By public transportation (S-Bahn S8) to Herrsching, south west of Munich (do not follow the Google Maps suggestion taking S6 and bus 951); from there an approximately 3km hike through beautiful scenery. Most of the hike is through the forest, so there is shade but also few photo opportunities. Roughly 2/3 of the hike is uphill, and the last 1/3 is quite steep, so if you're unfit or run short of time, you can take a bus or cab. The bus stop is right here on the traffic island in the middle of the road. Taking the car is not advisable, at least not if you plan on drinking.
If taking the S-Bahn, small signs that state "Fußweg nach Andechs" will lead you from the Herrsching station to the abbey. At the end of Andechsstraße, a sign points right (this is about 7 min into the walk; there is a steep hill with a staircase directly behind the sign); however, there is an alternative route which you can take at that point by turning left and walking a small U around a couple houses. There, you will see an obvious hiking path up to the abbey. Both ways are as beautiful as hike through the forest could be, but the alternative path is a bit easier to climb.
The Bus line 951 runs from Herrsching S-Bahn station with some more stops within the town. The bus station in Andechs is next to the monastery parking place. There is also another bus leaving from the Herrsching S-Bahn station, which runs more often and goes directly to the monastery - but this bus is not operated by Munichs public transport company but by a private company , so you have to pay the fare even if you have a day ticket or something. The price is 2,20 € for one way. On the other hand, Bus 951 is run by MVV so the day pass is valid.
If you are planning a visit, try to avoid the weekends: it can get quite full. Don't be scared by a long beer line though, it moves very fast.
Police have been known to monitor the parking lot giving out tickets.
Kloster Andechs - is a baroque monastery and catholic church of pilgrimage, about 30km southwest of Munich, picturesquely located on a hill between the Ammersee and the Starnbergersee. It is surrounded by dairy pasture, and the Alps sit off to the horizon in the south. Take a seat, and just look around. No matter the time of year, the scenery is beautiful.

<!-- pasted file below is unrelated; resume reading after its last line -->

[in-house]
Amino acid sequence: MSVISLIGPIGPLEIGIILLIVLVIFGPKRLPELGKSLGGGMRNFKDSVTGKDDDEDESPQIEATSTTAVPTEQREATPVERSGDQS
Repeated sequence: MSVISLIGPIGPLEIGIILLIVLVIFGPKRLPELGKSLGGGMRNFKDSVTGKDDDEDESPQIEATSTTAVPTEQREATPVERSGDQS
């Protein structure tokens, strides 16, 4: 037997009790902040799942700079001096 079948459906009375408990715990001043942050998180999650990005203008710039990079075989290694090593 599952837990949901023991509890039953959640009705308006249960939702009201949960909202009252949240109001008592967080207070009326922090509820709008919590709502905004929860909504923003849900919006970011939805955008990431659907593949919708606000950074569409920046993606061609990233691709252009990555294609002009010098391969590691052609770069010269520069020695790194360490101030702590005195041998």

I have been to the Andechs on more than one occasion and I must say that the Schweinshaxe (Pork hocks) are very tasty. They are slowly roasted in a stone oven until the skin is very crispy and most of the fat is melted. They are made from pigs raised at the monastery and they are fed the grain and hops used in the beer making giving the pork a very unique flavour that must be sampled at all costs. You can bring your own food in as well to add to the already large selection as most of the locals do. Your dog is also welcome and they are treated equally as well. The food is available in a smorgasbord style and you can pick out your favourite hunk of pig from the selection. The monastery also has daily specials such as smoked mackerel, Weisswurst, or Leberkäs.
It is fair to say that most "pilgrims" these days come for a spirited experience, rather than a spiritual one. Bavaria is full of baroque churches, but Andechs is famous for its outstanding brewery. The monks of Andechs have been brewing beer for more than a thousand years. They have indeed perfected the art: among the locals the beer is rated as one of the best in all of Bavaria, thus possibly in the world. In the monastery's Schankstube (think pub, not restaurant) it is drawn directly from huge, oaken barrels and is just incomparably smoother than the carbon-pressurized stuff you might normally be served, and incomparably fresher than what you could get out of an exported bottle. Beer neither stores well nor transports well. If you like beer at all, here you can taste it at the source, and what a difference!. Enjoy either the light or the dark beer; tasting both might be a challenge since it is served in the traditional well-filled 1 Liter steins and the Spezial (special) or Doppelbock (double buck goat) are quite strong. The pretzels are the large kind that is typical of Bavarian beer-gardens, big as a plate, with a thin crust and a soft, bready interior, perfect with a large, white, thin-sliced radish, generously sprinkled with coarse salt. This would be your afternoon snack - outside, in the sun, or under the arched ceiling inside, this place breathes the spirit of old Bavaria like few other (and certainly few of those that are frequented by foreigners). Prost, Herr Nachbar !
The town is small but has several very nice bed and breakfasts.